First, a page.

Well, we’ve been a month on this lovely WordPress-hosted site now, seven months-ish of the blog and a good time is being had by all – including yourselves I hope dear readers!
So I think it’s time add to add in a new little feature that may interest you, and possibly help the time-stretched (most of us!).
From today I’m also going to post up audio files/podcasts of my postings. Woop! Woop!
The aim of this is to offer another avenue for you to explore the blog – and now you can listen to me witter on with my guitar-inflected pearls of wisdom when you’re on the tram or driving to work (but not cycling to work, because that’s naughty to have headphones in whilst doing that isn’t it?).
Initially these will be some of my back catalogue of posts, so this may interest some of you newer readers and followers. But then again it may also interest some of you who have read for a while and want to revisit and recap on some of my earlier musings. I’m thinking there may be some audio-only content coming up in the near future too. If you’ve any thoughts on that please let me know.
I’ll embed these into coming posts, but I’ll also created a dedicated page for these to live on permanently so you can access them super easily whenever you want. Keep your eyes peeled for that coming up shortly.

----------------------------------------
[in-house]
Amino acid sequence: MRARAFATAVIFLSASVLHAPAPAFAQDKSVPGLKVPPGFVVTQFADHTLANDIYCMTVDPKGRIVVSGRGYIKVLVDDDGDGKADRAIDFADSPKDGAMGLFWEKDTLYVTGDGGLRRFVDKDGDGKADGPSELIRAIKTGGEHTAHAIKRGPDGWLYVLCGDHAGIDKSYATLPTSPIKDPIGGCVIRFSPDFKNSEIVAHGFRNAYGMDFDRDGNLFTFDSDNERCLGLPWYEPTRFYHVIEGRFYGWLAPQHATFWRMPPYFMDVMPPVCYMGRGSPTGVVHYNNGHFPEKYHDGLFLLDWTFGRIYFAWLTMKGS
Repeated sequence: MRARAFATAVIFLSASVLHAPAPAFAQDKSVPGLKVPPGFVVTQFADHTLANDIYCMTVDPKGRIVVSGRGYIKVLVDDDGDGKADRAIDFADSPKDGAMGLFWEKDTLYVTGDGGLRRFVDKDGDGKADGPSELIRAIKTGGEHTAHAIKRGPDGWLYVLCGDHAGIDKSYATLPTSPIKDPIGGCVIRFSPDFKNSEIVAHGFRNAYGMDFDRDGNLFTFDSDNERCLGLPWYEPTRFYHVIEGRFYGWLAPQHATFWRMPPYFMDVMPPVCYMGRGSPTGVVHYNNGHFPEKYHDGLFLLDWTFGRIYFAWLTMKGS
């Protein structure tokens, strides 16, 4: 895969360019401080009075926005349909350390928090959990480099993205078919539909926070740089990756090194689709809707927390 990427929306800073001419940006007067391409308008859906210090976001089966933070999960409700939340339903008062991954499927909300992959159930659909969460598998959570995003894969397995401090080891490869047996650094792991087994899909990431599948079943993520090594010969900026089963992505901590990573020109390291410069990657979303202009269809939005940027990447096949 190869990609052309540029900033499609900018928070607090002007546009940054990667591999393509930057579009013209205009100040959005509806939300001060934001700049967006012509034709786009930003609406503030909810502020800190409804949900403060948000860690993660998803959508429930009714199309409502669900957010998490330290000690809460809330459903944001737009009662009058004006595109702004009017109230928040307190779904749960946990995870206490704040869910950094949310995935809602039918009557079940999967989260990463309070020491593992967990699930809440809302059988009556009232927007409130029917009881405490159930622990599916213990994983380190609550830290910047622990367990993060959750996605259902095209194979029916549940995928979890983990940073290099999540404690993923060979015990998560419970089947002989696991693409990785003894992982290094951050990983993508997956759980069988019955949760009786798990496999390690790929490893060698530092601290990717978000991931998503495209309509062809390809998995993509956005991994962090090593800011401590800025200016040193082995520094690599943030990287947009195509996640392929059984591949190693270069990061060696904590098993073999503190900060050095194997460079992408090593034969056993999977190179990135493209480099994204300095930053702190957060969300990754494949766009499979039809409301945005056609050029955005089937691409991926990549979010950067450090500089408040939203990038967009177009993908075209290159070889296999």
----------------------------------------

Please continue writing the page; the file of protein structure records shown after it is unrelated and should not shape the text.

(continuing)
Anyway, here’s the first one for you: How do you practice when you can’t practice?
You can also stream this and download directly from SoundCloud: http://soundcloud.com/nicole-rogers/how-do-you-practice-when-you
Ooh and before I forget I’m also working on some video content for the near future. Oooh…… [tanglible anticipation ensues].
On a completely different note now, and harking back to one of my pet topics for the moment – ensemble playing…
Reading Carlos Bonell’s blog again recently he talks about the benefits of ensemble playing. One quote stood out in particular for me and I just wanted to share that with you:
To achieve great things in playing music with others requires more than loads of practise and rehearsing together: it needs a meeting of minds and such familiarity that one player can anticipate another’s next move intuitively. For the musicians who enjoy this feeling it is a wonderful experience. To reach it is the wish of all who participate, with the pleasure of working towards it almost as intense as its realisation.
This is so true, and it is extremely difficult to surpass the feeling of playing music with others. There’s a little magical feeling that can’t help but leave a big cheesy grin on your face when you know you’ve hit “the groove”, you’re all in the zone together. Ooh. Magical… Brrr. If you get the chance to give it a whirl, grab it with both hands!
You can read all of Carlos’ great insights here: http://queenguitarrhapsodies.com/blog/?p=1313